Once a reexamination is ordered, a new examiner is assigned to the case, and the patent goes through another examination similar to the examination it received the first time around. If any claims are rejected in light of the new questions raised, then the patent owner can narrow or cancel those claims. The patent owner can also submit new claims, provided they are not broader than the claims in the original patent. If the examiner makes a rejection "final", the patent owner can appeal the decision to the Board of Patent Appeals and Interferences (BPAI) at the USPTO. The patent owner can file an appeal to the Court of Appeals for the Federal Circuit and even to the US Supreme Court, if permitted.
Once the reexamination has been concluded, a "certificate of reexamination" is issued. The certificate makes any corrections to a patent as are required under the reexamination. If all the claims in the patent are rejected, the patent gets nullified.
The proceedings of all reexaminations are made available to the public on the USPTO's public PAIR (Patent Application Information Retrieval) web site. Reexaminations are assigned serial numbers and cross referenced as child applications of originally issued patents.
The process of reexamination has the potential to increase the quality of patents issued and to encourage public input in the process.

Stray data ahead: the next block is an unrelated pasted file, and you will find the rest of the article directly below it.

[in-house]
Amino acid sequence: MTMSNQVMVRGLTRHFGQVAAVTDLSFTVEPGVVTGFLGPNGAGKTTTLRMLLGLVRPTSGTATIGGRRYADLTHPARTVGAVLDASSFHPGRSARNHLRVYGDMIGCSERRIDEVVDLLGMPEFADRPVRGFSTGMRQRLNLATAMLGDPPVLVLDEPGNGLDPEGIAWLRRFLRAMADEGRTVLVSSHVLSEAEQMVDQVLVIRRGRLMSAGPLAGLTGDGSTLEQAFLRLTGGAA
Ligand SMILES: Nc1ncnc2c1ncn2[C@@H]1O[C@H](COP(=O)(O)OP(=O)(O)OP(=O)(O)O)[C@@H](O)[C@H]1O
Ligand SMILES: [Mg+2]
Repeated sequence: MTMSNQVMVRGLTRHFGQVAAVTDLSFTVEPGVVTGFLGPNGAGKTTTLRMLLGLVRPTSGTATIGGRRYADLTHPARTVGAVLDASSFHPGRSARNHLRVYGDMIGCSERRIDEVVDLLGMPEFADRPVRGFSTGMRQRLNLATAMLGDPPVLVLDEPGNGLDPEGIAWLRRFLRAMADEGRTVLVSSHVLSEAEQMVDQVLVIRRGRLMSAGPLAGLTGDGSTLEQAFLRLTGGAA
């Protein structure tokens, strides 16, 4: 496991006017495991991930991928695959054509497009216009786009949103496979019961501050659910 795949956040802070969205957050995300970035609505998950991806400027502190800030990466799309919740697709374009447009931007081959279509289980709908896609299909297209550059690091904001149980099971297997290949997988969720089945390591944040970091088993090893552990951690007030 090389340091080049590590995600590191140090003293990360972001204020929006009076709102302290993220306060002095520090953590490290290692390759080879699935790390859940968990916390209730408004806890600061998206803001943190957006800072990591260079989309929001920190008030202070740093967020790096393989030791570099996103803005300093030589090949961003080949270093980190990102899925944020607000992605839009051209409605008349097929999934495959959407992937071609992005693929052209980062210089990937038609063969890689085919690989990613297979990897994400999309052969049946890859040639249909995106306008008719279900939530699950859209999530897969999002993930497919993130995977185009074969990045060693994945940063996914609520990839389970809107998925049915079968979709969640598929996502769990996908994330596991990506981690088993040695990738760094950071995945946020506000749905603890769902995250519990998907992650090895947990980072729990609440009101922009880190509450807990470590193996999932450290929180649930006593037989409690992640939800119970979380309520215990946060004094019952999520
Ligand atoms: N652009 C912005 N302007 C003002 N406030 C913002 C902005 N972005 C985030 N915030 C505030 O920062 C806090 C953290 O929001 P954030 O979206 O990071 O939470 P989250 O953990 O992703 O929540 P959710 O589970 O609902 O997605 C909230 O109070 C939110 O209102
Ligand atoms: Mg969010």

Ex parte reexaminations are initiated by members of the public, but once said members submit their request, they no longer actively participate in the proceedings. The correspondence is strictly between the examiner and the patent owner. The fee for filing a request for an ex parte reexamination is $6,000 as of January 16, 2018.
Inter partes reexaminations were initiated by members of the public, and said members of the public then participated in the proceedings. On September 16, 2012, Leahy-Smith America Invents Act eliminated these proceedings and replaced them with two new post grant proceedings (Post-Grant Review and Inter Partes Review).
Duplicate requests for Inter partes reexaminations by the same requesting party are prohibited under 35 U.S.C. § 317.
747 requests for ex parte reexaminations were filed in FY2012 (corresponding to about 0.28% of the total number of patents issued that year), though roughly 90% of these requests were made by the patent owner. Some 640 requests for inter partes reexaminations were filed during FY2012, a figure that has been rising susbstantially every year and a fourfold increase since FY2008.
Statistics released by the USPTO for reexaminations for the period of 1981 to 2007 showed that for ex parte reexaminations, claims were changed in average 64% of the cases. In 26% of the cases, all claims are confirmed with no changes, while in 10% of the cases, all claims were invalidated. For inter partes reexaminations, claims were changed in seven of the eight cases that had been completed by the time the statistics were released.